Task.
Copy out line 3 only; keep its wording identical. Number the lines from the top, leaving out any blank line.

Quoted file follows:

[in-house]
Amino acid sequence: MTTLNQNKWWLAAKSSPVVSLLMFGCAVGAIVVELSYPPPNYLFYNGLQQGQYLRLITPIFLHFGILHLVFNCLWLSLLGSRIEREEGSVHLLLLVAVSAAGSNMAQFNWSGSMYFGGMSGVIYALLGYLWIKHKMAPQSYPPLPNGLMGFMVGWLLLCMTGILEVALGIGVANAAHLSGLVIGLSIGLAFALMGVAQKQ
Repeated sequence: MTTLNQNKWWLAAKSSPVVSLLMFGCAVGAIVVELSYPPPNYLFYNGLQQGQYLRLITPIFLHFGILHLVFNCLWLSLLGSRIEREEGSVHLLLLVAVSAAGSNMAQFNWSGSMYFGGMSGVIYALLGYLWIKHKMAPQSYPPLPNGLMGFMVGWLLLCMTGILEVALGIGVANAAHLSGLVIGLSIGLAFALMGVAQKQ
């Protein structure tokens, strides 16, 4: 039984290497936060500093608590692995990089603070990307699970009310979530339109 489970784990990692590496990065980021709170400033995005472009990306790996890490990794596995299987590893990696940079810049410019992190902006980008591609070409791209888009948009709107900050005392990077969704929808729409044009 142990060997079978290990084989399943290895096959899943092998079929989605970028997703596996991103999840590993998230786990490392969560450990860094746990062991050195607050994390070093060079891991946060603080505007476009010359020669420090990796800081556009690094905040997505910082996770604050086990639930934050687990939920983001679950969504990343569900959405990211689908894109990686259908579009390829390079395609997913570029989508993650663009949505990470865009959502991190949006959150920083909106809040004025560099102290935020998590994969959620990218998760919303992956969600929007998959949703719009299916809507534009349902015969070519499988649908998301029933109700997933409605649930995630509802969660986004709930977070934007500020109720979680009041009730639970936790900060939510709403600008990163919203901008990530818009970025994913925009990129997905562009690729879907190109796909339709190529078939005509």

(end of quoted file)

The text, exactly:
Repeated sequence: MTTLNQNKWWLAAKSSPVVSLLMFGCAVGAIVVELSYPPPNYLFYNGLQQGQYLRLITPIFLHFGILHLVFNCLWLSLLGSRIEREEGSVHLLLLVAVSAAGSNMAQFNWSGSMYFGGMSGVIYALLGYLWIKHKMAPQSYPPLPNGLMGFMVGWLLLCMTGILEVALGIGVANAAHLSGLVIGLSIGLAFALMGVAQKQ